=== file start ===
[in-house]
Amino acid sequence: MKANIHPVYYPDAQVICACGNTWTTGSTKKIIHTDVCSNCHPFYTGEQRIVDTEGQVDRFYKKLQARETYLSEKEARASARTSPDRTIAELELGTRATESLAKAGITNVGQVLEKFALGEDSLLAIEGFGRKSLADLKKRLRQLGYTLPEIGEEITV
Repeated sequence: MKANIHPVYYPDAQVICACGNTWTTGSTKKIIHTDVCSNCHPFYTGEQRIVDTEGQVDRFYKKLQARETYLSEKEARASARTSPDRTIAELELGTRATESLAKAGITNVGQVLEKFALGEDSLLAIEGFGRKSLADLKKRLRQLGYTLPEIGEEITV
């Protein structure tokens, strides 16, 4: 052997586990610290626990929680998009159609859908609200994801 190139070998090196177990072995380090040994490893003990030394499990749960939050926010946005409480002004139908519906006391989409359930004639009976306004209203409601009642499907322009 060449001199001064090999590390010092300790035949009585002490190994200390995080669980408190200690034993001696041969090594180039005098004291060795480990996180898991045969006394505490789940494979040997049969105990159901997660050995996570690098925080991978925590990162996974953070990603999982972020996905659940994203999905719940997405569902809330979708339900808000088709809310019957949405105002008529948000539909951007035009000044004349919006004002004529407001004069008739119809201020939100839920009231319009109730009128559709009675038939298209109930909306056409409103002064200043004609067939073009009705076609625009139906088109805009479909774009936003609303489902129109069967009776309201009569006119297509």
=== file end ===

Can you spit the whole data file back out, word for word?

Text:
[in-house]
Amino acid sequence: MKANIHPVYYPDAQVICACGNTWTTGSTKKIIHTDVCSNCHPFYTGEQRIVDTEGQVDRFYKKLQARETYLSEKEARASARTSPDRTIAELELGTRATESLAKAGITNVGQVLEKFALGEDSLLAIEGFGRKSLADLKKRLRQLGYTLPEIGEEITV
Repeated sequence: MKANIHPVYYPDAQVICACGNTWTTGSTKKIIHTDVCSNCHPFYTGEQRIVDTEGQVDRFYKKLQARETYLSEKEARASARTSPDRTIAELELGTRATESLAKAGITNVGQVLEKFALGEDSLLAIEGFGRKSLADLKKRLRQLGYTLPEIGEEITV
């Protein structure tokens, strides 16, 4: 052997586990610290626990929680998009159609859908609200994801 190139070998090196177990072995380090040994490893003990030394499990749960939050926010946005409480002004139908519906006391989409359930004639009976306004209203409601009642499907322009 060449001199001064090999590390010092300790035949009585002490190994200390995080669980408190200690034993001696041969090594180039005098004291060795480990996180898991045969006394505490789940494979040997049969105990159901997660050995996570690098925080991978925590990162996974953070990603999982972020996905659940994203999905719940997405569902809330979708339900808000088709809310019957949405105002008529948000539909951007035009000044004349919006004002004529407001004069008739119809201020939100839920009231319009109730009128559709009675038939298209109930909306056409409103002064200043004609067939073009009705076609625009139906088109805009479909774009936003609303489902129109069967009776309201009569006119297509």